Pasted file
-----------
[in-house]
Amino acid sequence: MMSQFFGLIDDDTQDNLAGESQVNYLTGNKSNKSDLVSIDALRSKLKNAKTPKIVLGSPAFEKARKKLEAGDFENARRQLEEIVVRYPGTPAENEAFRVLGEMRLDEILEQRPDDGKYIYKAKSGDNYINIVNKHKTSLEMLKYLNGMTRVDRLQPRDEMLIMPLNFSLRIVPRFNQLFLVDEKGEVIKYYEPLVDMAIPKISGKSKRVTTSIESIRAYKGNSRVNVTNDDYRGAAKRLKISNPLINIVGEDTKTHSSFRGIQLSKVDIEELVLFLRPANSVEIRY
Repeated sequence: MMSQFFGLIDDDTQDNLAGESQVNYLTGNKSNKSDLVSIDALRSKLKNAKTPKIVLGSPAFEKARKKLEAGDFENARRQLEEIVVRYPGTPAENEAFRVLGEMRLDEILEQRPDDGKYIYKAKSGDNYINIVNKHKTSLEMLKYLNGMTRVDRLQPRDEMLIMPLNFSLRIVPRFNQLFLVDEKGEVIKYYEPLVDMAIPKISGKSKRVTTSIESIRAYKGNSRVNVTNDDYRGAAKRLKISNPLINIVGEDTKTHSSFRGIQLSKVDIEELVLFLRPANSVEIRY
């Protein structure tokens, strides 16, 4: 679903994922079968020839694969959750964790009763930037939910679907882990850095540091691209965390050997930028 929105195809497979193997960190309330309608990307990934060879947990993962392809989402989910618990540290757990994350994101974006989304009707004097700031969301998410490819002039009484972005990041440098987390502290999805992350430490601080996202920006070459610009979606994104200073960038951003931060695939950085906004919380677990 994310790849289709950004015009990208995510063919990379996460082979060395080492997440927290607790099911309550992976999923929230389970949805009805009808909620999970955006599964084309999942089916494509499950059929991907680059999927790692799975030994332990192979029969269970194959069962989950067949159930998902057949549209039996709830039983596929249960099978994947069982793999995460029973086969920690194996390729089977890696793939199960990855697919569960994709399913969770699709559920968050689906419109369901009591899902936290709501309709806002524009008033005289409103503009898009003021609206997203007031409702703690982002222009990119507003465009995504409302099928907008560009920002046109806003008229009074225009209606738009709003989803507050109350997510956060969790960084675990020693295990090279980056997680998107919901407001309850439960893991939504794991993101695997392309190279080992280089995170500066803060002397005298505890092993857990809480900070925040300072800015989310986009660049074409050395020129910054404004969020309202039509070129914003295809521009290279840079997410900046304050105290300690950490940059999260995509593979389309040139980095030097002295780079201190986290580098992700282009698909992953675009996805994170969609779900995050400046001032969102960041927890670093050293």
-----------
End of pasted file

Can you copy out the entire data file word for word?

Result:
[in-house]
Amino acid sequence: MMSQFFGLIDDDTQDNLAGESQVNYLTGNKSNKSDLVSIDALRSKLKNAKTPKIVLGSPAFEKARKKLEAGDFENARRQLEEIVVRYPGTPAENEAFRVLGEMRLDEILEQRPDDGKYIYKAKSGDNYINIVNKHKTSLEMLKYLNGMTRVDRLQPRDEMLIMPLNFSLRIVPRFNQLFLVDEKGEVIKYYEPLVDMAIPKISGKSKRVTTSIESIRAYKGNSRVNVTNDDYRGAAKRLKISNPLINIVGEDTKTHSSFRGIQLSKVDIEELVLFLRPANSVEIRY
Repeated sequence: MMSQFFGLIDDDTQDNLAGESQVNYLTGNKSNKSDLVSIDALRSKLKNAKTPKIVLGSPAFEKARKKLEAGDFENARRQLEEIVVRYPGTPAENEAFRVLGEMRLDEILEQRPDDGKYIYKAKSGDNYINIVNKHKTSLEMLKYLNGMTRVDRLQPRDEMLIMPLNFSLRIVPRFNQLFLVDEKGEVIKYYEPLVDMAIPKISGKSKRVTTSIESIRAYKGNSRVNVTNDDYRGAAKRLKISNPLINIVGEDTKTHSSFRGIQLSKVDIEELVLFLRPANSVEIRY
């Protein structure tokens, strides 16, 4: 679903994922079968020839694969959750964790009763930037939910679907882990850095540091691209965390050997930028 929105195809497979193997960190309330309608990307990934060879947990993962392809989402989910618990540290757990994350994101974006989304009707004097700031969301998410490819002039009484972005990041440098987390502290999805992350430490601080996202920006070459610009979606994104200073960038951003931060695939950085906004919380677990 994310790849289709950004015009990208995510063919990379996460082979060395080492997440927290607790099911309550992976999923929230389970949805009805009808909620999970955006599964084309999942089916494509499950059929991907680059999927790692799975030994332990192979029969269970194959069962989950067949159930998902057949549209039996709830039983596929249960099978994947069982793999995460029973086969920690194996390729089977890696793939199960990855697919569960994709399913969770699709559920968050689906419109369901009591899902936290709501309709806002524009008033005289409103503009898009003021609206997203007031409702703690982002222009990119507003465009995504409302099928907008560009920002046109806003008229009074225009209606738009709003989803507050109350997510956060969790960084675990020693295990090279980056997680998107919901407001309850439960893991939504794991993101695997392309190279080992280089995170500066803060002397005298505890092993857990809480900070925040300072800015989310986009660049074409050395020129910054404004969020309202039509070129914003295809521009290279840079997410900046304050105290300690950490940059999260995509593979389309040139980095030097002295780079201190986290580098992700282009698909992953675009996805994170969609779900995050400046001032969102960041927890670093050293």